read  the Bible,  He wasn't  even the member of  a church.  Yet, Jesus
     said  today, right now,  he was  going to  join Him  in paradise.   Go
     figure.  The thief  on the cross didn't even have time to practice his
     Christianity but we are going to see him in Heaven.
          May I ask where you are in God  today?  Are you a performer?  Are
     you  an achiever?  Are you perhaps a  spiritual goal setter?  "Oh, no,
     Brother Scovell.   I do all  these things because I  want to.   I like
     pleasing  god."  Me,  too.  May  I respectfully submit  that God isn't
     impressed with anything you  can do even if you  are a Christian?   He
     doesn't collect  Sunday school attendance  records.  He  doesn't print
     bibles  to sell to the Christian  public.  He doesn't market Christian
     preaching tapes of His sermons for tax deductible gifts of 6 dollars a
     piece.   He doesn't  sell crosses  you can  wear around  your neck  as
     necklaces.   Quite  simply, He  loves  you just  as you  are.   No, He
     doesn't appreciate sinful  living nor does  He bless sinful  behavior.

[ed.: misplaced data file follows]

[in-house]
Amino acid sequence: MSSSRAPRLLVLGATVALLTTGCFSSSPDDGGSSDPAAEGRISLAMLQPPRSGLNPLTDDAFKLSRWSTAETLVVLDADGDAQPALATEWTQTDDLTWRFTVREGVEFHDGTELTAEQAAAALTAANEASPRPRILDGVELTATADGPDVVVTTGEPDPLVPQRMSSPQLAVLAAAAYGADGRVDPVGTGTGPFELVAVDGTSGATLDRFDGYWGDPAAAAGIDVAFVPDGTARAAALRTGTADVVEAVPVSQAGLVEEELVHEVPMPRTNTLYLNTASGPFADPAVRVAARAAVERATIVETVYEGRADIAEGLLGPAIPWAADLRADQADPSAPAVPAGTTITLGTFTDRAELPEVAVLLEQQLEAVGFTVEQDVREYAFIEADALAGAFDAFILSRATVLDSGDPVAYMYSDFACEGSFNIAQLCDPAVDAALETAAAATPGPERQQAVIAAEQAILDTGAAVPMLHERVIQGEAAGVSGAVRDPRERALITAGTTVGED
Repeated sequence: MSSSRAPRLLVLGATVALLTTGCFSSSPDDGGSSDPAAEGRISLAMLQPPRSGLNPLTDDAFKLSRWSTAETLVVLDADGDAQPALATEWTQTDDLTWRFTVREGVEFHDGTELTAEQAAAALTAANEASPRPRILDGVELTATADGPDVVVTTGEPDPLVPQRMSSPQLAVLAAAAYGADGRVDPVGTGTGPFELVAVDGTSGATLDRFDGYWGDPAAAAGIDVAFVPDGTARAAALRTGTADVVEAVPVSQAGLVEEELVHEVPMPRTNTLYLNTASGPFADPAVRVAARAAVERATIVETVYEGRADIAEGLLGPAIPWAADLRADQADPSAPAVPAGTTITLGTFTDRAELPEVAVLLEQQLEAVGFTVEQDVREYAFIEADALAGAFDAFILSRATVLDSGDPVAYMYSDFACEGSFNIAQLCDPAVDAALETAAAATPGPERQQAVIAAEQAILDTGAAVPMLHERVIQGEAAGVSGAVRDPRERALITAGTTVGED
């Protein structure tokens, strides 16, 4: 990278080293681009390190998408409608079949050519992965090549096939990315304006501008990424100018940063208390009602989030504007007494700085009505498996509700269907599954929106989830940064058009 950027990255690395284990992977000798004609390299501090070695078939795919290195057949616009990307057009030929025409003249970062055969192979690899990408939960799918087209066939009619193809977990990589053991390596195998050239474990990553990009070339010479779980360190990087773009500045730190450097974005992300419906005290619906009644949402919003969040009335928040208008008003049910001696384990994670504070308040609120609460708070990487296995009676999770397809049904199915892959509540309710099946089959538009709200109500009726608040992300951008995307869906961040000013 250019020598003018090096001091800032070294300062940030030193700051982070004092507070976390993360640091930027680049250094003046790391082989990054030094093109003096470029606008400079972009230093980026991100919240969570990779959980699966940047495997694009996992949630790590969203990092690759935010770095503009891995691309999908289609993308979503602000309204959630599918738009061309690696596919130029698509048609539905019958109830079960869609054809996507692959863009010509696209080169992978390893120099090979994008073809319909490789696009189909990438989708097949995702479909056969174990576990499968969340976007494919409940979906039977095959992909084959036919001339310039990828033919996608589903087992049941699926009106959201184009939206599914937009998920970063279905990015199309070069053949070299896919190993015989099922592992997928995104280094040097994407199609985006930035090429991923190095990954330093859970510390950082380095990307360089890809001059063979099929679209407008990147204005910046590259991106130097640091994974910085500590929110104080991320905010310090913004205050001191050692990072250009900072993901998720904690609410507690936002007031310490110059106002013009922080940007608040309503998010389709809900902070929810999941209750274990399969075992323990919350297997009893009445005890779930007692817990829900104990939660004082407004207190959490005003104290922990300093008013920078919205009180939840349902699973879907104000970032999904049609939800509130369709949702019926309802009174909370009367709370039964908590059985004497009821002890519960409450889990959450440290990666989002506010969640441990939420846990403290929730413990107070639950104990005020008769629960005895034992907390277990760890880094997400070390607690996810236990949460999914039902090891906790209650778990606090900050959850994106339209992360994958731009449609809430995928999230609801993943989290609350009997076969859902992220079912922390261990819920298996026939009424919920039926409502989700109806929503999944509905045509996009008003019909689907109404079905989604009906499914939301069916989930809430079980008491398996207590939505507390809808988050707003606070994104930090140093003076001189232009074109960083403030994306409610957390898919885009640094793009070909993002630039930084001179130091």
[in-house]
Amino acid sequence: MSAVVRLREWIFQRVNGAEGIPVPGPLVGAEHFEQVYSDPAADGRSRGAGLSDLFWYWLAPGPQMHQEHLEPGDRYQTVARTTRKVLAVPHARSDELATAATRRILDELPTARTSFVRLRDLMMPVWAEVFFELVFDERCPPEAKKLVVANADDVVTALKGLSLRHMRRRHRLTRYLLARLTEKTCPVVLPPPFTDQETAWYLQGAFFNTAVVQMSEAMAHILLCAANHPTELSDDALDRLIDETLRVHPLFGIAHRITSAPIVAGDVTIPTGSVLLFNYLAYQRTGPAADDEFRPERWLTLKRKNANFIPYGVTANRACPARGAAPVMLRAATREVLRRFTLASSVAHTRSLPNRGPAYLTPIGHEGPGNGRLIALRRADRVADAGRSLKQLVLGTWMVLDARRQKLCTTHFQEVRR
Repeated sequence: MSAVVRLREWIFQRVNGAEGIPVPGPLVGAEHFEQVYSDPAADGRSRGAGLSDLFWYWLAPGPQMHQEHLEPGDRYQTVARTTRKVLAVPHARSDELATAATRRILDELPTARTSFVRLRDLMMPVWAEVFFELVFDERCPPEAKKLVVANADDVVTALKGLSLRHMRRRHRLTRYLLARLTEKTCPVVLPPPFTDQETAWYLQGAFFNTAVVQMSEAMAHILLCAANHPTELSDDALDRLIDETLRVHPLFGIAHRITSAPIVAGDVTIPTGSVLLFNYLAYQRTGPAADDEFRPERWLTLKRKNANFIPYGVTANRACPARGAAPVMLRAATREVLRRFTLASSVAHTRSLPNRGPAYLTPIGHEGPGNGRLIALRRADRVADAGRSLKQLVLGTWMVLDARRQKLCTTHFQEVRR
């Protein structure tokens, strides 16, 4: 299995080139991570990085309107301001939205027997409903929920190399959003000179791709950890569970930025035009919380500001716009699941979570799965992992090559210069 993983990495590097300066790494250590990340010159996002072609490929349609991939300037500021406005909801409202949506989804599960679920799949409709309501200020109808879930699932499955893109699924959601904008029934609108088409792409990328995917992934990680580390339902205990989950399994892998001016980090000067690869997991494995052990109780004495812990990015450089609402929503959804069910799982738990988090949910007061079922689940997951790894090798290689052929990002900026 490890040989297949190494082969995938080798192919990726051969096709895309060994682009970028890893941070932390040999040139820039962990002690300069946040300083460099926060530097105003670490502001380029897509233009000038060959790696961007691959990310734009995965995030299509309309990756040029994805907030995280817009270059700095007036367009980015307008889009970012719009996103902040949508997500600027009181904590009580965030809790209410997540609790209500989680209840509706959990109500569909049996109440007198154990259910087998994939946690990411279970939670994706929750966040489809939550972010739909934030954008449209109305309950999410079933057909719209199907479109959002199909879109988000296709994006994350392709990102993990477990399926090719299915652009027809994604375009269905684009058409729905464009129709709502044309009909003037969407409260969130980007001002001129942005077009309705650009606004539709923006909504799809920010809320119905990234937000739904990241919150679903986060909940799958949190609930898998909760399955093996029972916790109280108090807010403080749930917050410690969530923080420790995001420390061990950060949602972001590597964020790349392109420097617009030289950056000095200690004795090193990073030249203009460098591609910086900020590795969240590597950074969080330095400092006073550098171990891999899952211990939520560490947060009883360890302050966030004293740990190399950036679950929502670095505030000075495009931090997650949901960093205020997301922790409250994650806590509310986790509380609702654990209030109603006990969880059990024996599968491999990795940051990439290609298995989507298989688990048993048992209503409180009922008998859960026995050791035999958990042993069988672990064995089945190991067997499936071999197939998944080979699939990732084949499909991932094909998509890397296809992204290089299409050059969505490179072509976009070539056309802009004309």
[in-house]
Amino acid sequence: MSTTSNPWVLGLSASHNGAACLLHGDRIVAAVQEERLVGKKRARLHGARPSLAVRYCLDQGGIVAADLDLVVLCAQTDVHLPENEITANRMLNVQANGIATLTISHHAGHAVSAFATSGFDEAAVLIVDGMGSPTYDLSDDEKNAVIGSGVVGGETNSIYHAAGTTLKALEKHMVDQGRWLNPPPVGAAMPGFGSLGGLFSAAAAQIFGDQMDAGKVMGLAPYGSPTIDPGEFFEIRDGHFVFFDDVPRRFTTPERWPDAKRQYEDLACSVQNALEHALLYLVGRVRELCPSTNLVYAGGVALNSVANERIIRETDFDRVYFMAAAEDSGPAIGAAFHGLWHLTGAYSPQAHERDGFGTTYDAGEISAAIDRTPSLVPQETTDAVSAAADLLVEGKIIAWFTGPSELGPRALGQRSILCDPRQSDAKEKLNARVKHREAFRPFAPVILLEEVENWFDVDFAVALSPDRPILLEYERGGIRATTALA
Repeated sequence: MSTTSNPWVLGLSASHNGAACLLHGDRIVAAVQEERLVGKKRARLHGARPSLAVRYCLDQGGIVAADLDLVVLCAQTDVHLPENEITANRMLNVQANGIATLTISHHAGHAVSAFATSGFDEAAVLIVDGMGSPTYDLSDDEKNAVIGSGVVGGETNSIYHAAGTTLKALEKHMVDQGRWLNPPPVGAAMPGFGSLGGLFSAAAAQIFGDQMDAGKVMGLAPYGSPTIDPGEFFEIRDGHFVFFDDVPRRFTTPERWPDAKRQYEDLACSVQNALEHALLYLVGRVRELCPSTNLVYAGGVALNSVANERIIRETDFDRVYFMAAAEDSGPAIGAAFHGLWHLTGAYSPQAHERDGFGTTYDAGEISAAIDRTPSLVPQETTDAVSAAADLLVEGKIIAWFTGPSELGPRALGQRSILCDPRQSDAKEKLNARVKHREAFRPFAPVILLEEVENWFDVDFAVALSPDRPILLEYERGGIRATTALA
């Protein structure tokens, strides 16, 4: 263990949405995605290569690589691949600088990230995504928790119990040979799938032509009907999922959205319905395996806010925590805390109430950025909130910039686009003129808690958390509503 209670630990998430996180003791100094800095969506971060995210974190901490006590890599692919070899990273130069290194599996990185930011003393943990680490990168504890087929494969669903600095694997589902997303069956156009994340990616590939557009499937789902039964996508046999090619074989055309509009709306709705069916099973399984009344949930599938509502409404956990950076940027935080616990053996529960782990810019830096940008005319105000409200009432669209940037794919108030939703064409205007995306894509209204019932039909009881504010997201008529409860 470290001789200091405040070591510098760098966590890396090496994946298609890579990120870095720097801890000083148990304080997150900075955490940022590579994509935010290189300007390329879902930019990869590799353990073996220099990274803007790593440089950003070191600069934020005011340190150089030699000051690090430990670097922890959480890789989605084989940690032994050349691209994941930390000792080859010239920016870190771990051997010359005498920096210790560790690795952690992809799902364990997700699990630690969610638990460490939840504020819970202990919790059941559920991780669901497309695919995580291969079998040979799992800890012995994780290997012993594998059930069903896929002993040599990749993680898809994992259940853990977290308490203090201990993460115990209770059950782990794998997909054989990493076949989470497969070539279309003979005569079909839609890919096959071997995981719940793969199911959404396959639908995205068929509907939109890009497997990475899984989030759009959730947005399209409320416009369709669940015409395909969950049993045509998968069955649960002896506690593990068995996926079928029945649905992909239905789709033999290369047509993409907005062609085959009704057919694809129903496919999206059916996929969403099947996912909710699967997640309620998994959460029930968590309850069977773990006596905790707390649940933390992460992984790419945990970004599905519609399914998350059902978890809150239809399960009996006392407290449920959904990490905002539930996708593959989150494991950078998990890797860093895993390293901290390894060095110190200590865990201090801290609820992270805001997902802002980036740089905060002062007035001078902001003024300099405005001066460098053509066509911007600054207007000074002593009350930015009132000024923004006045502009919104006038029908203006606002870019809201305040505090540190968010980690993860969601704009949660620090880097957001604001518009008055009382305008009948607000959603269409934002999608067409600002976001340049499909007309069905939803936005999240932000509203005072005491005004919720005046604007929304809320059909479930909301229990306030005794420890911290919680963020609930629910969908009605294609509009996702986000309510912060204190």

However, you haven't  committed the unpardonable sin  just because you
     didn't read  your Bible  and pray  for 15  minutes this  morning.   He
     hasn't  stopped  loving you  because  you didn't  take  communion last
     Sunday.   His standards,  my friend,  are far  above  anything I  have
     mentioned.  No, you cannot, nor  will you ever, be able to obtain  His
     standards.  He has fulfilled all that for us and thus, when we come to
     Him, we come to Him on  His terms.  His terms are, "Come  as you are."
     Did you ever stop and  think that God doesn't look at you with clothes
     on?  You are naked before Him and He isn't ashamed of  you either.  He
     is waiting  for you to  stop being ashamed  and accepted for  who, and
     what, you are in His sight and not yours.  As long as you see yourself
     as you  are, you  won't see yourself  as Jesus  does.   In short,  the
     opposite of legalism  is Lordship.   Seeing yourself as Jesus  does is
     Lordship.  So  what do you  see?   If you se  anything less than  what
     Jesus sees, you are denying the fullness of the Gospel message and you
     are believing  lies about  yourself.   It is  time to  stop lie  based
     thinking so you can stop performance based spirituality.



     Safe Place Fellowship
     Phil Scovell
     Denver, Colorado
     Mountain Time Zone
     WWW.SafePlaceFellowship.COM